Name: Blake Peters
Field: Surfboard Shaper
Can you tell us a little about yourself? Background, where you’re from, etc
Well I’ve lived on Sydney’s Northern Beaches my whole life, spending most of my time surfing around Mona Vale. My family roots are in sailing, running right back to my Great Grand Father who had one of the first houses on Paradise Beach in Avalon in the early 1900’s. They always had boats. My dad was Australian champ as a kid but got into surfing so that ruined things for him. My dad always surfed so I was always hanging at the beach as a young kid, I cant remember not having some sort of board under my arm but I really got serious around 8-9 years old.
How did you get your start in the surfboard industry? Was it something that you had always wanted to do or something that you fell into?
When i was a grom, I was surfed obsessed, so when it came time to look for a job, I wasnt really looking for anything other than something to do with surfing. I got a job with this ding repair guy up at Collaroy Plateau and that’s where I learnt alot of the basics and where I began mucking around with foam and fiber glass. I was about 16 at the time.
Then when I finished school I decided to study marketing, the course specialised in the surfing industry and I worked at a few of the big companies but it was when I walked into Luke Shorts factory in Mona Vale to buy some spare resin to fix my boards that he offered me a job. Luke and I had been talking in Wicks surf shop one day while I was working there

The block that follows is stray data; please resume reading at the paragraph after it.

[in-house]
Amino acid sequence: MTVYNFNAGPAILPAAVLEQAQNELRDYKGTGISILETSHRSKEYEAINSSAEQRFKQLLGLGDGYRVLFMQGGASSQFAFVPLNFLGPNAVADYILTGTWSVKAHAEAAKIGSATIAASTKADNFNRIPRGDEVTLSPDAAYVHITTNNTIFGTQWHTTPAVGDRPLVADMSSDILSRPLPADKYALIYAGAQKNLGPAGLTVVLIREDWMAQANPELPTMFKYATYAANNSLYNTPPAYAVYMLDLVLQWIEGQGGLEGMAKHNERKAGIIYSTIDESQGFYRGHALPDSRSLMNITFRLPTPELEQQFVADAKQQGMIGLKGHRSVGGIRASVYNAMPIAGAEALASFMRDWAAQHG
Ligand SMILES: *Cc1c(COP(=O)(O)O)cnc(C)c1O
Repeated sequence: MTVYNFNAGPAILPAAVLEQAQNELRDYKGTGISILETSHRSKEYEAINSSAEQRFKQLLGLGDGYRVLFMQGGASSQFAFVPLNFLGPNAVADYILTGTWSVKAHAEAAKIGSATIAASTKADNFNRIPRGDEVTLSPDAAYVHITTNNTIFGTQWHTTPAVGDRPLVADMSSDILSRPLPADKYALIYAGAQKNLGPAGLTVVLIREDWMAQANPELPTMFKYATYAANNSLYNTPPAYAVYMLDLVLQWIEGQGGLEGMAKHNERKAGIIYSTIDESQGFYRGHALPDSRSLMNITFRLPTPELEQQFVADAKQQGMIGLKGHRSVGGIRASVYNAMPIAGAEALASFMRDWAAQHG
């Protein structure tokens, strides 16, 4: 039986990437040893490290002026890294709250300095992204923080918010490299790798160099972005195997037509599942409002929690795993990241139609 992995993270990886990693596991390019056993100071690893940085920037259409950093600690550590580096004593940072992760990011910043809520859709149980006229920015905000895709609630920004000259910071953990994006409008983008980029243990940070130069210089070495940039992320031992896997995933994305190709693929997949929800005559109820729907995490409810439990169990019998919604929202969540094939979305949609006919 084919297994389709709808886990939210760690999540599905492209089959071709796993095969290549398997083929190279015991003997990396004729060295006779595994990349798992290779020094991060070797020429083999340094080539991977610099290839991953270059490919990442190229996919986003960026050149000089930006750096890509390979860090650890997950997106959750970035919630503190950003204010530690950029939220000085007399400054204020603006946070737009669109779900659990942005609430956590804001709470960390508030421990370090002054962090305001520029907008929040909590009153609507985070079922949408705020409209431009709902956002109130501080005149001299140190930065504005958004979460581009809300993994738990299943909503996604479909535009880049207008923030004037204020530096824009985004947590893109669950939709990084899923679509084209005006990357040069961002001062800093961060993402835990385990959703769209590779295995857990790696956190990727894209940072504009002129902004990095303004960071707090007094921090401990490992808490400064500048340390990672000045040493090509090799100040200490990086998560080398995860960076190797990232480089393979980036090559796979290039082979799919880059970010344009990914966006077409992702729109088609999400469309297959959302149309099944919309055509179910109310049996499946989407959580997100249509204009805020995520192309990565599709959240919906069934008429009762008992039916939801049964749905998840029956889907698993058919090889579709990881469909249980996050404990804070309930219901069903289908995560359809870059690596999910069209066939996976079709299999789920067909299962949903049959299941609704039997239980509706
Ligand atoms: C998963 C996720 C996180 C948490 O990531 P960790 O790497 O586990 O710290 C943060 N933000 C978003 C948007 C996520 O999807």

and he remembered me and was looking for someone to run his showroom and do a few bits and pieces around the factory.
That’s where it all started for me… I worked for Luke on and off for about 2 years between study and travel. After a solid stint over seas, I came back and Luke had moved but Sean Wilde and Damien Merry were still there and I had decided while I was away that I really wanted to learn how to shape. They showed me what I needed and then I got the chance to start a little business doing dings and making some boards for friends. Soon enough, the boards became my main priority and the rest is history.
Who are some of your inspirations?
My biggest inspiration was Luke Short, I’ve also always looked up to Chilli, Steve Zoeller, Sean Wilde, Pete Daniels and Mark Gnech. They are all guys I’ve been around since I started.
How did Panda come into existence?
I never wanted to call my boards Blake Peters Shapes, it’s just the same as every other guy out there shaping. I wanted something I could build a brand around that was catchy, fun and interesting and for some reason I chose Panda and it stuck!
Did you find it hard making a name for yourself in what is quite a
YES! It’s so hard and I still feel like I’m really trying to forge a name in the industry after almost 9 years. I dont feel i’m there just yet but i’m definitely on my way. It’s extremely hard trying to differentiate yourself from the other brands.
How did the US come into the fold? Was it always a part of the plan for Panda?
The US happened because i’ve been making boards for Ford Archbold for the last 3 years and he is the one that lured me there. I went over a few years ago while a mate was working there for a few months. I hung out, made some boards and just sussed the place out. I went back the next year, did the same thing but something clicked in my head and I decided to come back 1 month later to do the summer. Now I’ve done 2 full summers and the brand is really starting to kick over there.
I’ve noticed lately, and I’m sure it has been happening for a while, that young Aussie’s are really killing it in their respective fields over here in the US. The carefree, no bullshit, forward thinking attitude of Aussies in the States
seems to really go well here. What are your thoughts on this?